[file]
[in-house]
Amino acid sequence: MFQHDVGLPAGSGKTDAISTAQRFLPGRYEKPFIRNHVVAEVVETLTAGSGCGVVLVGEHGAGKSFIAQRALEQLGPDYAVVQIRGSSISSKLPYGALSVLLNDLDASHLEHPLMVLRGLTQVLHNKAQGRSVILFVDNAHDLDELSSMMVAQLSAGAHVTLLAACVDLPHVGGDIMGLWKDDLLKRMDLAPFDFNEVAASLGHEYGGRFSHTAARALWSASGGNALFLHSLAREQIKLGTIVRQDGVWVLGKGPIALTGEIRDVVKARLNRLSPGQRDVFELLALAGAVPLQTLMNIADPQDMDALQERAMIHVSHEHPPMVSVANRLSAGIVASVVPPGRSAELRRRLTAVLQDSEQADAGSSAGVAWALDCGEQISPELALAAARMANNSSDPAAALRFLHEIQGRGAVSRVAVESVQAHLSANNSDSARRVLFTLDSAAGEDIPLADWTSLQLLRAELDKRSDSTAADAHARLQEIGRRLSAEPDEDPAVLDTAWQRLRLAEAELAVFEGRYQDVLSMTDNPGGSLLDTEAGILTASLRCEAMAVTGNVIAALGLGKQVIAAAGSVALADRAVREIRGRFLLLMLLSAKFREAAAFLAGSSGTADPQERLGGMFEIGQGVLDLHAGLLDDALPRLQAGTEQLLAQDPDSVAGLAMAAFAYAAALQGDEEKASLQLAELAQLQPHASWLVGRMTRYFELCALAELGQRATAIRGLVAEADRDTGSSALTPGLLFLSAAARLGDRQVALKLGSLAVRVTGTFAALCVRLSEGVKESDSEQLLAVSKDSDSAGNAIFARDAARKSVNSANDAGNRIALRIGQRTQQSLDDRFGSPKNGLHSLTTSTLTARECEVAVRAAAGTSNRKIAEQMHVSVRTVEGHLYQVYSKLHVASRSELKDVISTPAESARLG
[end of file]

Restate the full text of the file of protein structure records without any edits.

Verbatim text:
[in-house]
Amino acid sequence: MFQHDVGLPAGSGKTDAISTAQRFLPGRYEKPFIRNHVVAEVVETLTAGSGCGVVLVGEHGAGKSFIAQRALEQLGPDYAVVQIRGSSISSKLPYGALSVLLNDLDASHLEHPLMVLRGLTQVLHNKAQGRSVILFVDNAHDLDELSSMMVAQLSAGAHVTLLAACVDLPHVGGDIMGLWKDDLLKRMDLAPFDFNEVAASLGHEYGGRFSHTAARALWSASGGNALFLHSLAREQIKLGTIVRQDGVWVLGKGPIALTGEIRDVVKARLNRLSPGQRDVFELLALAGAVPLQTLMNIADPQDMDALQERAMIHVSHEHPPMVSVANRLSAGIVASVVPPGRSAELRRRLTAVLQDSEQADAGSSAGVAWALDCGEQISPELALAAARMANNSSDPAAALRFLHEIQGRGAVSRVAVESVQAHLSANNSDSARRVLFTLDSAAGEDIPLADWTSLQLLRAELDKRSDSTAADAHARLQEIGRRLSAEPDEDPAVLDTAWQRLRLAEAELAVFEGRYQDVLSMTDNPGGSLLDTEAGILTASLRCEAMAVTGNVIAALGLGKQVIAAAGSVALADRAVREIRGRFLLLMLLSAKFREAAAFLAGSSGTADPQERLGGMFEIGQGVLDLHAGLLDDALPRLQAGTEQLLAQDPDSVAGLAMAAFAYAAALQGDEEKASLQLAELAQLQPHASWLVGRMTRYFELCALAELGQRATAIRGLVAEADRDTGSSALTPGLLFLSAAARLGDRQVALKLGSLAVRVTGTFAALCVRLSEGVKESDSEQLLAVSKDSDSAGNAIFARDAARKSVNSANDAGNRIALRIGQRTQQSLDDRFGSPKNGLHSLTTSTLTARECEVAVRAAAGTSNRKIAEQMHVSVRTVEGHLYQVYSKLHVASRSELKDVISTPAESARLG